Because test scores are rarely without error, it is essential that parents understand that the scores need to be interpreted as a score range rather than as a precise score point. Many parents have the mistaken notion that test scores provide a comprehensive picture of how well their child has progressed in school. However, one should not use test scores as the only indicator of school achievement.
The scores reported as Grade Equivalents (GE) and Percentile Ranking (PR) have the greatest potential to be misunderstood and/or misinterpreted. Grade Equivalents are usually an indicator of year-to-year growth. However, there are any number of factors that may affect a student's GE either positively or negatively. GE's are only an estimate of where the student is along a developmental continuum. They should not be valued as a precise measurement of how much the student has progressed from one grade to the next.
The same can be said for Percentile Rankings. Slight changes in a student's percentile ranking over time have very little meaning. A change from the 40th percentile in one grade to the 42nd percentile in the next grade may seem to mark little progress. Or a change from 68% to 61% may be regarded as no progress or even regression. However, it is important to understand that, because of the statistical nature of the achievement test norms, students who maintain nearly the same rank in their peer group from year to year are actually progressing at a rate that is typical for that grade. It is for these reasons that neither the GE's nor the PR's should be used as sole indicators of the student's overall achievement.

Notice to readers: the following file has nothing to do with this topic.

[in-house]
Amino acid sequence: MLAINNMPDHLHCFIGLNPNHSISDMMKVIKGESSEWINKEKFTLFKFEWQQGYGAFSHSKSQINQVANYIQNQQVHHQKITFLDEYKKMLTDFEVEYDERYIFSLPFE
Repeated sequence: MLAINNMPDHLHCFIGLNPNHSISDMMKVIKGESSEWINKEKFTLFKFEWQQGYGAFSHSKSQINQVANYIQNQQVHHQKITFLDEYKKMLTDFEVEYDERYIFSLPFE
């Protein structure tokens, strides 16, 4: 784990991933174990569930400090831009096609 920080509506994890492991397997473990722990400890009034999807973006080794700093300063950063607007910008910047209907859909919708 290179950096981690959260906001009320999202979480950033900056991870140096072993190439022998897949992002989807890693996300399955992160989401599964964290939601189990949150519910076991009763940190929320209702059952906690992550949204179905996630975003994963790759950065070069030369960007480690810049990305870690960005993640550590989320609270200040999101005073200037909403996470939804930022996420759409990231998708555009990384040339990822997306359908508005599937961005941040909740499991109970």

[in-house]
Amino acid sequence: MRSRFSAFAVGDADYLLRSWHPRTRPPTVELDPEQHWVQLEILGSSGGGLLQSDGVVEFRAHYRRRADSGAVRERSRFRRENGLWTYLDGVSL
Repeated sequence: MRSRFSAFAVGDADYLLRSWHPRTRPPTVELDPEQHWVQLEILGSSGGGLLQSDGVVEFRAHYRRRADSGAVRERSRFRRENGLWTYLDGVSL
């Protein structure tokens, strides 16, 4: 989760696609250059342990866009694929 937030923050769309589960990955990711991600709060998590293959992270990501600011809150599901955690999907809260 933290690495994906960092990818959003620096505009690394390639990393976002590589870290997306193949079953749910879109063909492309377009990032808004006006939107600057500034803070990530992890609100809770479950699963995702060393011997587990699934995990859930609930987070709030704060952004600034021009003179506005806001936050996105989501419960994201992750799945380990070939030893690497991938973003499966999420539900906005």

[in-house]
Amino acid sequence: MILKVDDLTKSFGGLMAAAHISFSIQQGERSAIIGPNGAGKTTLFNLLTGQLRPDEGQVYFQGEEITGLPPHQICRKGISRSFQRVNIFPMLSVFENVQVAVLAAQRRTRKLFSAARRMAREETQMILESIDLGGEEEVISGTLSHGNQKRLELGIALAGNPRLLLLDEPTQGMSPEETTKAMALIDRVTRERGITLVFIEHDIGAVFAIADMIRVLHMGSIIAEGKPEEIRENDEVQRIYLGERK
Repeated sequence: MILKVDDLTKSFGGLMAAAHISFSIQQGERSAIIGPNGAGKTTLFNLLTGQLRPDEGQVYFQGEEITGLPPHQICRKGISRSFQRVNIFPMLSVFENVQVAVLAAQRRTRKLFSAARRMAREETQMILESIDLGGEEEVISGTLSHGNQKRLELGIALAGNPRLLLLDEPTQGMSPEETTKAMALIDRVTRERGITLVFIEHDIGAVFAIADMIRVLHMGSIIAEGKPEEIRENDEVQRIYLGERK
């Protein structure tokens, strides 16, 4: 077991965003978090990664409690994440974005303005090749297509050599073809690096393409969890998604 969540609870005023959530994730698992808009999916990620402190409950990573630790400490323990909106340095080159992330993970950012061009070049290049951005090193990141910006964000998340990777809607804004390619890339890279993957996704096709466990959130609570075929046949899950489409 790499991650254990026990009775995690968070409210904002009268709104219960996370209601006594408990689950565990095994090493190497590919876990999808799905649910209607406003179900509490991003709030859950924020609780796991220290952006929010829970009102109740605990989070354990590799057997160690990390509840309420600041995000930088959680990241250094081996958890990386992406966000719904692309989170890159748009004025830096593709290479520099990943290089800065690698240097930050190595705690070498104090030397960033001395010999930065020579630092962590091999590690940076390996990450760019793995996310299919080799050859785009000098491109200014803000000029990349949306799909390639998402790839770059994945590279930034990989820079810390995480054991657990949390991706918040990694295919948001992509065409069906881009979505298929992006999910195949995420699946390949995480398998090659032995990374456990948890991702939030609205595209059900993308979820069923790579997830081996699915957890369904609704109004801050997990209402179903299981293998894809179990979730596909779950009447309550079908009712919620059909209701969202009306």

In short, nationally standardized achievement tests and their scores are not precise measurements, but are, rather, simple tools - among an wide array of educational items - that a wise educator may use to craft his teaching methods and curriculum and to guide his students' academic progress.